The Egyptian government recently signed an agreement with the European Union for better water management. The Egyptian authorities see the partnership as a way to end the country's water crisis.
Egypt is thirsty. According to the government, the country has a deficit of 20 billion m3 of water. To address this situation, Cairo wants to optimise existing resources through an emergency plan that extends until 2021. The latter includes measures to increase efficiency in water use, reuse of waste water after treatment in sewage treatment plants, and the extension of seawater desalination in coastal cities. The authorities are also seeking to reduce water-intensive crops such as rice.
To accelerate the implementation of this ambition, the Minister of Water Resources and Irrigation, Mohamed Abdel Aty, signed an agreement with the European Union (EU) that provides for cooperation under the National Plan for Water and Irrigation until 2037 as well as on some projects using modern irrigation and water treatment systems in drainage systems.
The EU also intends to support the Ministry of Water Resources and Irrigation in achieving water security objectives by strengthening the capacity of central government and local staff as well as stakeholders to better manage infrastructure and water systems. The project also includes several awareness campaigns, technical studies on integrated water resources management by improving water use efficiency and reducing losses, reusing treated wastewater and protecting public health and the environment.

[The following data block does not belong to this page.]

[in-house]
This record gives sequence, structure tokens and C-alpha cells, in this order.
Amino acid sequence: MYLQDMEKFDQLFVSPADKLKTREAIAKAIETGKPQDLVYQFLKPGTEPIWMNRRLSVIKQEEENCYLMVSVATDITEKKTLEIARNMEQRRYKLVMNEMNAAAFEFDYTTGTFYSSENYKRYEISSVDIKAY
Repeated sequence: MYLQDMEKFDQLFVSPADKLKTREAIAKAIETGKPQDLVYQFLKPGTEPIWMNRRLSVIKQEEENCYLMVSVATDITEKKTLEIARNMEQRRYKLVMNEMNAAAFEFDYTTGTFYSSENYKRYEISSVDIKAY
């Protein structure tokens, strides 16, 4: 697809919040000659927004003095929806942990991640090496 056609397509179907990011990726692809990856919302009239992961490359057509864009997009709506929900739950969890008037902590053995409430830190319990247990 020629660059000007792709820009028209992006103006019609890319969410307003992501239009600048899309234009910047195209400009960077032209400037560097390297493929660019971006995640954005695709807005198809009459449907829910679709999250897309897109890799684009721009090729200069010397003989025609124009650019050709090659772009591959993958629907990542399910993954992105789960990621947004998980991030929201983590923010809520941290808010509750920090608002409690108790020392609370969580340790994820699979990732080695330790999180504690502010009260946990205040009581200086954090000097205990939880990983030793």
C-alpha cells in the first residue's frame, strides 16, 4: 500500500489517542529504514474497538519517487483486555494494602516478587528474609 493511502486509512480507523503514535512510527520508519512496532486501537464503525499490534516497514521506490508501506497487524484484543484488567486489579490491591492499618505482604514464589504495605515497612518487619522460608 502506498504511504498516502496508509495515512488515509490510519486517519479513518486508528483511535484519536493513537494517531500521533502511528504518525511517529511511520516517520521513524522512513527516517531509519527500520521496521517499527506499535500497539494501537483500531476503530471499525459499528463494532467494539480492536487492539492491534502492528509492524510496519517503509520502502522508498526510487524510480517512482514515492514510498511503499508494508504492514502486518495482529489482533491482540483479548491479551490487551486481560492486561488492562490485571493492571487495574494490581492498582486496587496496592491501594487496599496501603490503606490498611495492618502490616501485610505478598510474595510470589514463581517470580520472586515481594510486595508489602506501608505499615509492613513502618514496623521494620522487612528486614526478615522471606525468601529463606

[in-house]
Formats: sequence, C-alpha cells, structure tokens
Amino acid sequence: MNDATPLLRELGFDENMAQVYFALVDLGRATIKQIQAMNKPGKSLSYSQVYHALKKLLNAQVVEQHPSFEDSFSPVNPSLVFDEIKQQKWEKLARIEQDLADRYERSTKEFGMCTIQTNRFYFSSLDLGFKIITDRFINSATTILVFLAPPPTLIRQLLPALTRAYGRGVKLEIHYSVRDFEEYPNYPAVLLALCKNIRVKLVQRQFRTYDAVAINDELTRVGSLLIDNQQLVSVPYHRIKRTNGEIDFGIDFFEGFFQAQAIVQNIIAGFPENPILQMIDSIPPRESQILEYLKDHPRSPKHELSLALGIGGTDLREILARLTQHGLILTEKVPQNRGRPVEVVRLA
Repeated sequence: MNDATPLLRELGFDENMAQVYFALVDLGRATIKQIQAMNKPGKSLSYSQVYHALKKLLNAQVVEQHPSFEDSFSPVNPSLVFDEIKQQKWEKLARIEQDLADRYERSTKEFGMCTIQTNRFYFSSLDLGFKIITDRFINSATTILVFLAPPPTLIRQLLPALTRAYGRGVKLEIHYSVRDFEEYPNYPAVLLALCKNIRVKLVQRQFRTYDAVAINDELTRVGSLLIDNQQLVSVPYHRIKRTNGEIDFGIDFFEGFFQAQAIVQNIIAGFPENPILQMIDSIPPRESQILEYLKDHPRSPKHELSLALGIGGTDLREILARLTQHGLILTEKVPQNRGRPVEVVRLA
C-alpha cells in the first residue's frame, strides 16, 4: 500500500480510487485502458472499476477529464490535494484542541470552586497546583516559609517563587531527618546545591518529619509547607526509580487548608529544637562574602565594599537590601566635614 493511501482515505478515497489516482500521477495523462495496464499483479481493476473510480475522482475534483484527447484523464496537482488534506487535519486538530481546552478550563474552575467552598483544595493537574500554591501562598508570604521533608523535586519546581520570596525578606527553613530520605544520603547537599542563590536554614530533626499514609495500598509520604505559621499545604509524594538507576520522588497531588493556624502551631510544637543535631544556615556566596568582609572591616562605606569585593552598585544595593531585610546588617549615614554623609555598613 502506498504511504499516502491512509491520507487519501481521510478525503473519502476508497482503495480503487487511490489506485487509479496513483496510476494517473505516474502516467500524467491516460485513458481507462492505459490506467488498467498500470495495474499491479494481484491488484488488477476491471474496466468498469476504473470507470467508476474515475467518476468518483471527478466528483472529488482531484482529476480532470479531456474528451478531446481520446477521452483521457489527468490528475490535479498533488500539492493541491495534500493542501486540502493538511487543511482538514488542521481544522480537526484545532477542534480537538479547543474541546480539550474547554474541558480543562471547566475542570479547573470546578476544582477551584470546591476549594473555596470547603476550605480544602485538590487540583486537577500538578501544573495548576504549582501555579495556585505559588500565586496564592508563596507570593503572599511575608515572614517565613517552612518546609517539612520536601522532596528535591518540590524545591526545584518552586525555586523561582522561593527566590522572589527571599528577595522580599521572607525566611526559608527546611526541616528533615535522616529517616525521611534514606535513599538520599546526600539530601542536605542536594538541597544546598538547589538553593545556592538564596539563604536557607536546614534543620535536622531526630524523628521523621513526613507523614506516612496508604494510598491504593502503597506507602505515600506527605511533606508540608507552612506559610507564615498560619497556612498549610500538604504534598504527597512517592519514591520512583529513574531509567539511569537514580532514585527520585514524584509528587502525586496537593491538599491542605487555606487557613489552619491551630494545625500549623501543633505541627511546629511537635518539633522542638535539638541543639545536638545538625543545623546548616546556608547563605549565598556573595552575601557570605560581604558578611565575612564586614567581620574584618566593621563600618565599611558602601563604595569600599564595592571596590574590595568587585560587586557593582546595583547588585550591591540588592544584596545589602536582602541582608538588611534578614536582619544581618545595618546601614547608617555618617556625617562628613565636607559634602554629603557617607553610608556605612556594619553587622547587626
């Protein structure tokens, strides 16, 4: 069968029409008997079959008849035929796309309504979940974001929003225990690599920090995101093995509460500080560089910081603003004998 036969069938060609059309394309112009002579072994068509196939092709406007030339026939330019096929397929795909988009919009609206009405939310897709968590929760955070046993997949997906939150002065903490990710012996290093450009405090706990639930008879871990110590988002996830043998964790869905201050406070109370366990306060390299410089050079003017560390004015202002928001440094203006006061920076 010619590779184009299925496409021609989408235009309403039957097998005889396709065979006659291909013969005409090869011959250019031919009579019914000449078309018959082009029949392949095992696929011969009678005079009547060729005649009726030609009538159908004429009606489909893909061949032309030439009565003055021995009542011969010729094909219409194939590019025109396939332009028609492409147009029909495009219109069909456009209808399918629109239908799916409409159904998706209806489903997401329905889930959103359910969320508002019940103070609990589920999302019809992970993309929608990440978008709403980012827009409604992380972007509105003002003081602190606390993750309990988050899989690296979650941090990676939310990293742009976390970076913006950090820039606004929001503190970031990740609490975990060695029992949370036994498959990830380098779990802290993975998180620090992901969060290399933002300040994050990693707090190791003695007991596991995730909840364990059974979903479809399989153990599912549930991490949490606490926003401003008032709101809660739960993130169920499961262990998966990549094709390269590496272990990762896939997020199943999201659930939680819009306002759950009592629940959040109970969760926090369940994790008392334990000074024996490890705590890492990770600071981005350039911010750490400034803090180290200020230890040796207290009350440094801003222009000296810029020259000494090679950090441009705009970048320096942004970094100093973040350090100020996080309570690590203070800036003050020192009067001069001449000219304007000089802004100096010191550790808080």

Some details about the project
“Water scarcity in Egypt is a challenge that requires rapid action to rationalise consumption, develop modern irrigation systems and minimise losses,” said Sandra De Waele, Head of Mission of the European Union Delegation in Egypt. She said that the EU-led projects will involve 12 governorates across the country, representing 11.5 million people. Within this framework, the European Union will invest €4.3 million over a period of 30 months.
Jean Marie Takouleu